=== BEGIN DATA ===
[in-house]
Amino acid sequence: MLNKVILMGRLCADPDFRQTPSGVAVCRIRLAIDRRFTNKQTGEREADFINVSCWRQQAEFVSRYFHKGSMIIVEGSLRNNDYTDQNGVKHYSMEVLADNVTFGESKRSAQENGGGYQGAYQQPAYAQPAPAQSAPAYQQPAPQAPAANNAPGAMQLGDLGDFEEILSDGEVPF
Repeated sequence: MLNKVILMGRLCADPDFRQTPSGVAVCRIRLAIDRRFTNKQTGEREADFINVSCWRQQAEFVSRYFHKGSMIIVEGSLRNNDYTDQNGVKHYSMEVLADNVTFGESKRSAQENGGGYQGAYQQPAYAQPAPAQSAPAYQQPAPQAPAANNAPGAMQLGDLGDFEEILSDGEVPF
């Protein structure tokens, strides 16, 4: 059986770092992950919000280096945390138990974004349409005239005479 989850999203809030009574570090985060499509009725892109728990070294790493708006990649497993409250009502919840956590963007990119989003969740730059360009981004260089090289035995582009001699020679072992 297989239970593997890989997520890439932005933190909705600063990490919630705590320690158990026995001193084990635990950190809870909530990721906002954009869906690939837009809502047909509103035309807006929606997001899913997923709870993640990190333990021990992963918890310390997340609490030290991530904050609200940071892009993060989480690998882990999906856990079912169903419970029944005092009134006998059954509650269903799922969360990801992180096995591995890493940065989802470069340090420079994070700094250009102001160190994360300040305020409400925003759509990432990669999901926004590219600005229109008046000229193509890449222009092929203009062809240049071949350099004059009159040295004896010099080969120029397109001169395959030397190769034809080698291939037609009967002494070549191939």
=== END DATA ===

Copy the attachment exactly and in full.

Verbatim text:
[in-house]
Amino acid sequence: MLNKVILMGRLCADPDFRQTPSGVAVCRIRLAIDRRFTNKQTGEREADFINVSCWRQQAEFVSRYFHKGSMIIVEGSLRNNDYTDQNGVKHYSMEVLADNVTFGESKRSAQENGGGYQGAYQQPAYAQPAPAQSAPAYQQPAPQAPAANNAPGAMQLGDLGDFEEILSDGEVPF
Repeated sequence: MLNKVILMGRLCADPDFRQTPSGVAVCRIRLAIDRRFTNKQTGEREADFINVSCWRQQAEFVSRYFHKGSMIIVEGSLRNNDYTDQNGVKHYSMEVLADNVTFGESKRSAQENGGGYQGAYQQPAYAQPAPAQSAPAYQQPAPQAPAANNAPGAMQLGDLGDFEEILSDGEVPF
């Protein structure tokens, strides 16, 4: 059986770092992950919000280096945390138990974004349409005239005479 989850999203809030009574570090985060499509009725892109728990070294790493708006990649497993409250009502919840956590963007990119989003969740730059360009981004260089090289035995582009001699020679072992 297989239970593997890989997520890439932005933190909705600063990490919630705590320690158990026995001193084990635990950190809870909530990721906002954009869906690939837009809502047909509103035309807006929606997001899913997923709870993640990190333990021990992963918890310390997340609490030290991530904050609200940071892009993060989480690998882990999906856990079912169903419970029944005092009134006998059954509650269903799922969360990801992180096995591995890493940065989802470069340090420079994070700094250009102001160190994360300040305020409400925003759509990432990669999901926004590219600005229109008046000229193509890449222009092929203009062809240049071949350099004059009159040295004896010099080969120029397109001169395959030397190769034809080698291939037609009967002494070549191939």